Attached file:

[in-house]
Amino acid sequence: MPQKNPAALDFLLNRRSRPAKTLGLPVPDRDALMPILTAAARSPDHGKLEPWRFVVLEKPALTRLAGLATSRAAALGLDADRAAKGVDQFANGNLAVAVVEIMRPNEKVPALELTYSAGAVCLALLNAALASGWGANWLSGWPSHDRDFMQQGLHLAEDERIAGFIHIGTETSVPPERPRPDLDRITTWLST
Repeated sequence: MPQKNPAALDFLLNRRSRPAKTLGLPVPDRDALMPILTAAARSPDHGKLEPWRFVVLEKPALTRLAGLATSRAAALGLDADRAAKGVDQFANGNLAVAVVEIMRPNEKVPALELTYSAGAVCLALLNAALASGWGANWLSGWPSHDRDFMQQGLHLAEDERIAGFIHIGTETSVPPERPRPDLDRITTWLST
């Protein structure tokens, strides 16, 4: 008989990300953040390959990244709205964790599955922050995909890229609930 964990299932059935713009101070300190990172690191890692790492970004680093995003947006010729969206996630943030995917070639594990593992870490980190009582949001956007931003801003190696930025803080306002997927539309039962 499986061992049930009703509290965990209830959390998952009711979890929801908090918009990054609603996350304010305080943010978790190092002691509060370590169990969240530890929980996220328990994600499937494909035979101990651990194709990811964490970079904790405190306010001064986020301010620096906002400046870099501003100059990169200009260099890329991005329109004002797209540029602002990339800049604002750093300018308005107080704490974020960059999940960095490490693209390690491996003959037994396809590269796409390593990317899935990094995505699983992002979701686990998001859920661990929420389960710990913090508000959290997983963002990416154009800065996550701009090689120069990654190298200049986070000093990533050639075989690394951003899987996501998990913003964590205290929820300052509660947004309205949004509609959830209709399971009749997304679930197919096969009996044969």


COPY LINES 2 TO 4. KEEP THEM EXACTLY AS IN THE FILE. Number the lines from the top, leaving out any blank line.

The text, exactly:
Amino acid sequence: MPQKNPAALDFLLNRRSRPAKTLGLPVPDRDALMPILTAAARSPDHGKLEPWRFVVLEKPALTRLAGLATSRAAALGLDADRAAKGVDQFANGNLAVAVVEIMRPNEKVPALELTYSAGAVCLALLNAALASGWGANWLSGWPSHDRDFMQQGLHLAEDERIAGFIHIGTETSVPPERPRPDLDRITTWLST
Repeated sequence: MPQKNPAALDFLLNRRSRPAKTLGLPVPDRDALMPILTAAARSPDHGKLEPWRFVVLEKPALTRLAGLATSRAAALGLDADRAAKGVDQFANGNLAVAVVEIMRPNEKVPALELTYSAGAVCLALLNAALASGWGANWLSGWPSHDRDFMQQGLHLAEDERIAGFIHIGTETSVPPERPRPDLDRITTWLST
């Protein structure tokens, strides 16, 4: 008989990300953040390959990244709205964790599955922050995909890229609930 964990299932059935713009101070300190990172690191890692790492970004680093995003947006010729969206996630943030995917070639594990593992870490980190009582949001956007931003801003190696930025803080306002997927539309039962 499986061992049930009703509290965990209830959390998952009711979890929801908090918009990054609603996350304010305080943010978790190092002691509060370590169990969240530890929980996220328990994600499937494909035979101990651990194709990811964490970079904790405190306010001064986020301010620096906002400046870099501003100059990169200009260099890329991005329109004002797209540029602002990339800049604002750093300018308005107080704490974020960059999940960095490490693209390690491996003959037994396809590269796409390593990317899935990094995505699983992002979701686990998001859920661990929420389960710990913090508000959290997983963002990416154009800065996550701009090689120069990654190298200049986070000093990533050639075989690394951003899987996501998990913003964590205290929820300052509660947004309205949004509609959830209709399971009749997304679930197919096969009996044969």